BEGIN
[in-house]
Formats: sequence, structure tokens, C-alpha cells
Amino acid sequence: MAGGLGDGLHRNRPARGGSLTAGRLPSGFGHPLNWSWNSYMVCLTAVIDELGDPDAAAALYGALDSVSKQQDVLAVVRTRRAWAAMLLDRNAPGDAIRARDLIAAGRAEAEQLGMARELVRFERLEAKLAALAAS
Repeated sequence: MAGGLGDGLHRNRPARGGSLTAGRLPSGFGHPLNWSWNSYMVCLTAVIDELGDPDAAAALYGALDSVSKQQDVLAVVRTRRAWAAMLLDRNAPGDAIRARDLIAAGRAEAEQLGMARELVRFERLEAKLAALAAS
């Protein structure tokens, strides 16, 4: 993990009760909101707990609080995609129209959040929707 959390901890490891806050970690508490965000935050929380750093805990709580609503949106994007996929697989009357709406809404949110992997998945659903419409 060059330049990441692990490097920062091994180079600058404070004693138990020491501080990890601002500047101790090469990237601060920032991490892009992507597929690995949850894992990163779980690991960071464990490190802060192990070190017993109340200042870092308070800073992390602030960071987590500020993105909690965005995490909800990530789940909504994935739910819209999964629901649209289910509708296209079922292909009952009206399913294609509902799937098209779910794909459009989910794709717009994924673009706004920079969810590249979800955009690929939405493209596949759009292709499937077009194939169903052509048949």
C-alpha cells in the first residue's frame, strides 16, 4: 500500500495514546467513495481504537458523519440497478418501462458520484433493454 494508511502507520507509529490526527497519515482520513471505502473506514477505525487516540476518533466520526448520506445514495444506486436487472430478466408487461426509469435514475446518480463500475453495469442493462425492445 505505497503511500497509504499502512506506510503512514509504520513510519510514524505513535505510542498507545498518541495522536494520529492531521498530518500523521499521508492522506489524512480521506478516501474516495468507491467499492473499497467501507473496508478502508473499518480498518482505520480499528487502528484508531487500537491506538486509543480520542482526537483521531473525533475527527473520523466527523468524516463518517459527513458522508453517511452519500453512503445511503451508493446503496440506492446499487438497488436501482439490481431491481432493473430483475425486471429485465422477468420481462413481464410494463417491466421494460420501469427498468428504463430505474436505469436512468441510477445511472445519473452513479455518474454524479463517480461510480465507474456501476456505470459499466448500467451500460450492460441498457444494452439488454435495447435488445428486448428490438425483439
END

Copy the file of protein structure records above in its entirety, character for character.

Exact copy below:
[in-house]
Formats: sequence, structure tokens, C-alpha cells
Amino acid sequence: MAGGLGDGLHRNRPARGGSLTAGRLPSGFGHPLNWSWNSYMVCLTAVIDELGDPDAAAALYGALDSVSKQQDVLAVVRTRRAWAAMLLDRNAPGDAIRARDLIAAGRAEAEQLGMARELVRFERLEAKLAALAAS
Repeated sequence: MAGGLGDGLHRNRPARGGSLTAGRLPSGFGHPLNWSWNSYMVCLTAVIDELGDPDAAAALYGALDSVSKQQDVLAVVRTRRAWAAMLLDRNAPGDAIRARDLIAAGRAEAEQLGMARELVRFERLEAKLAALAAS
């Protein structure tokens, strides 16, 4: 993990009760909101707990609080995609129209959040929707 959390901890490891806050970690508490965000935050929380750093805990709580609503949106994007996929697989009357709406809404949110992997998945659903419409 060059330049990441692990490097920062091994180079600058404070004693138990020491501080990890601002500047101790090469990237601060920032991490892009992507597929690995949850894992990163779980690991960071464990490190802060192990070190017993109340200042870092308070800073992390602030960071987590500020993105909690965005995490909800990530789940909504994935739910819209999964629901649209289910509708296209079922292909009952009206399913294609509902799937098209779910794909459009989910794709717009994924673009706004920079969810590249979800955009690929939405493209596949759009292709499937077009194939169903052509048949």
C-alpha cells in the first residue's frame, strides 16, 4: 500500500495514546467513495481504537458523519440497478418501462458520484433493454 494508511502507520507509529490526527497519515482520513471505502473506514477505525487516540476518533466520526448520506445514495444506486436487472430478466408487461426509469435514475446518480463500475453495469442493462425492445 505505497503511500497509504499502512506506510503512514509504520513510519510514524505513535505510542498507545498518541495522536494520529492531521498530518500523521499521508492522506489524512480521506478516501474516495468507491467499492473499497467501507473496508478502508473499518480498518482505520480499528487502528484508531487500537491506538486509543480520542482526537483521531473525533475527527473520523466527523468524516463518517459527513458522508453517511452519500453512503445511503451508493446503496440506492446499487438497488436501482439490481431491481432493473430483475425486471429485465422477468420481462413481464410494463417491466421494460420501469427498468428504463430505474436505469436512468441510477445511472445519473452513479455518474454524479463517480461510480465507474456501476456505470459499466448500467451500460450492460441498457444494452439488454435495447435488445428486448428490438425483439